The following two papers came from the younger members of the DME research group: Rodolfo Maggio presented his analysis of how the process of restoring value to a victim can transform witchcraft accusations into customary law in Gilbert Camp, on the Solomon Islands’ Honiara. In Rachel Smith’s research, working for the community or working for one’s own household caused tensions for the migrants from Vanuatu and the community they left behind when they travelled to work in Australia. These tensions were worked out through moral discussions about obligations and expectations, about sharing the costs of ceremonies and communal work. Jon Altman took us to the Australian continent and relations between the state and indigenous communities. Jon, whose fieldwork with the Kuninjku people in Arnhem Land goes back to the end of 1970s, portrayed the ups and downs of the Australian state’s policies on the questions of recognition and allowing full citizenship for this group. Neoliberal critiques of state support for lifestyles which diverge from the 9-5 model has reached a point at which the community’s right to follow their traditional way of life is recognised, but the state won’t pay. This means that access to the good life for the Kuninjku people has become a lot less secure, and there is a sense of disconnect between the generations. Fiona Magowan’s contribution supported Altman’s theses and illustrated how the domestic moral economy of the Yolngu people in central Australia has been fundamentally transformed by the self-regulation imposed by neo-liberal state policies. We remained in Australia for Karen Sykes’ talk: her study of Papua New Guinean migrants showed how their senses of equality are changing in the transnational space between the influence of ‘wantoks’ (in PNG lingua franca people with ‘one talk’: fellow countrymen in the broadest sense) and Aussie ‘mates’, with their national egalitarian ideals. Sykes argued that there is no simple link between notions of equality and ideological positions, but that “different forms of equality generally co-exist, … frequently people choose between different kinds of equality in the course of a life”. With Keir Martin’s discussion of recent debates around economic development in East New Britain Province, we returned to the home country of the Papua New Guinea migrants and focused on changes in land tenure after the volcanic eruption of 1994. This catastrophe was apparently not unwelcome to all, providing developers with the opportunity to discuss ‘customs’ and ‘reforms’ of land ownership. Keir pointed out the contradictions in these discussions: how sometimes there was too much custom (when matrilineal kin tried to claim land) and sometimes too little of it (when the community was unable to look after its communal assets). Matti Eräsaari presented the last research project from the Melanesian group, on Fijian notions of the ‘good life’. He talked us through the complex connections between notions of common land, colonial policies and who was categorised as native and immigrant in Fiji, and demonstrated how Fijian ideas about equality emerge through practices of exchanges at village funerals.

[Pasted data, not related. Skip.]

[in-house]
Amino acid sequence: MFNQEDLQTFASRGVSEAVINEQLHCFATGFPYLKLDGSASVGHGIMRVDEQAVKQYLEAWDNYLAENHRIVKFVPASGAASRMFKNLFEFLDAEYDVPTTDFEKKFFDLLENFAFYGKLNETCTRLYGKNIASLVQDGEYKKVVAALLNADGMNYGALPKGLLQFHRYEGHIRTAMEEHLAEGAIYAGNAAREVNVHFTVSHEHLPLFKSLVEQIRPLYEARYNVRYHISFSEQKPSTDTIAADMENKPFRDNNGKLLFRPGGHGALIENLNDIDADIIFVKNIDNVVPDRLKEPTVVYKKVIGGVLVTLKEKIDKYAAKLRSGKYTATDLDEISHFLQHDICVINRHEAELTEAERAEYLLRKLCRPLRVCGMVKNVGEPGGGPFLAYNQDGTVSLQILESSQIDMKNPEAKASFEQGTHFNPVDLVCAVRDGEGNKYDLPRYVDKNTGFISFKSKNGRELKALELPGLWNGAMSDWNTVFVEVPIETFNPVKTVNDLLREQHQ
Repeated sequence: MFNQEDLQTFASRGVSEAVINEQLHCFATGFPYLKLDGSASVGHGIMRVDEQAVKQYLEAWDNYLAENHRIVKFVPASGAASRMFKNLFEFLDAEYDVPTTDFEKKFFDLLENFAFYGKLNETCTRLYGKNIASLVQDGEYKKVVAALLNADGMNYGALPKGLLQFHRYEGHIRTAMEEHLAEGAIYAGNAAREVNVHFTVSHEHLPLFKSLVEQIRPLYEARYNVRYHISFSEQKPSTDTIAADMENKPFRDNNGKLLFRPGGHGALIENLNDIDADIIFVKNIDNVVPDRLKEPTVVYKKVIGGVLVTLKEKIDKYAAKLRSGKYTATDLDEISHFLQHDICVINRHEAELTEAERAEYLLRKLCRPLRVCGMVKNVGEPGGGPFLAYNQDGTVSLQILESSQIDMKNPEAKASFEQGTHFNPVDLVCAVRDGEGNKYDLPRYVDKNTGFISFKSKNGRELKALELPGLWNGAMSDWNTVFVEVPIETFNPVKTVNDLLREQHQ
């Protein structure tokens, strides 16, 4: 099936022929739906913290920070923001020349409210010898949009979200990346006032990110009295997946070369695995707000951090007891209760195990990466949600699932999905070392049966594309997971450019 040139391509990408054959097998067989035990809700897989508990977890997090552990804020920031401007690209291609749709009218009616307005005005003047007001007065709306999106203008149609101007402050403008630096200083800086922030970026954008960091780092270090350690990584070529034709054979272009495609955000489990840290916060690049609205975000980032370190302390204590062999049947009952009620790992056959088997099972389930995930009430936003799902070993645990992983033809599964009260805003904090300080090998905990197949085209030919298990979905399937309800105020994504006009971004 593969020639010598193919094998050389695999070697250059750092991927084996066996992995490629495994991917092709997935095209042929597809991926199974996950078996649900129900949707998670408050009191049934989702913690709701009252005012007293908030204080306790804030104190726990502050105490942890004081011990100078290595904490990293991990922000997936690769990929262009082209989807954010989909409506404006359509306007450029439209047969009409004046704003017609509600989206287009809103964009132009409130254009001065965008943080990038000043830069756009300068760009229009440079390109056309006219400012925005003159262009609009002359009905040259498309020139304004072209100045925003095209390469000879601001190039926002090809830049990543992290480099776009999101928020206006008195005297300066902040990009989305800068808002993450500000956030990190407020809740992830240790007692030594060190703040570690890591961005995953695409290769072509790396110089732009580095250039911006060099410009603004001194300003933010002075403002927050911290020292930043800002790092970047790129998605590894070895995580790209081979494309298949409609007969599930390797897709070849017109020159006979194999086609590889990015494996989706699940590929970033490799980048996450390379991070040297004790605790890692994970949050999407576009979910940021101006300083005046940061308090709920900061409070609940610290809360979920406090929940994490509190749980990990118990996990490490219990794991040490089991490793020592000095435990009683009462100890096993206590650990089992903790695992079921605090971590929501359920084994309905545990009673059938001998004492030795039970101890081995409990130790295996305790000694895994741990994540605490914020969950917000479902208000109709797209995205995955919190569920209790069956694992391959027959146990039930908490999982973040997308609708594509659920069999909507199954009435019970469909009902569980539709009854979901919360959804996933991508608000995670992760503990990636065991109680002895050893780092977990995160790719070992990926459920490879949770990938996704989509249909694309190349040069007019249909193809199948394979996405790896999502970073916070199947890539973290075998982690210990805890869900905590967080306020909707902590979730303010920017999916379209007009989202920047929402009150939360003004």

Chris Gregory reminded us of Mauss’ Manual of Ethnography as he described moral values at the grassroots level in Bastar, part of the Indian state of Chhattisgarh. The story of the rise and fall of Chamru and his household was a window onto the multiple and integrated moralities in the town. In this fascinating story of (male) Chamru told by a woman, we were left wondering how and at what level of temporality, materiality and sociality set our moral compass: between Naxalites and Bastarians, traditional economies and the new boom, and between ‘asset rich’ and the ‘cash poor’, we’d be a long time searching for one fixed idea about how to be good or live well.
With Niko Besnier we broadened our geographical range from the Asia-Pacific region to take in postcolonial spaces of Africa. Besnier’s own research focused on professional athletes from Fiji, Tonga and Samoa whose travel to Japan involves enormous transformations in value: their sport-star salaries reaching home through remittances, and people back home appreciating the sacrifice migrants make for the good life of the family. The larger ERC project which Besnier leads explores value, reciprocity and masculinity in this transnational and professional space of globalised sports.
The first day of the DME Conference ended with the general discussion chaired by Jane Guyer, with the participation of Deborah James, Susana Narotzky and Chris Hann. The discussants drew the day’s debates together around the themes of political economy and moral economy, and the tensions between them. Chris Hann asked what was regionally specific about the kinship and life-cycle rituals discussed during the day. He also raised the challenge of linking domestic moral economy to competing concepts, such as Aristotle’s oikos, Karl Polanyi’s householding, Stephen Gudeman’s “house economy” and – of course - moral economy à la E.P. Thompson.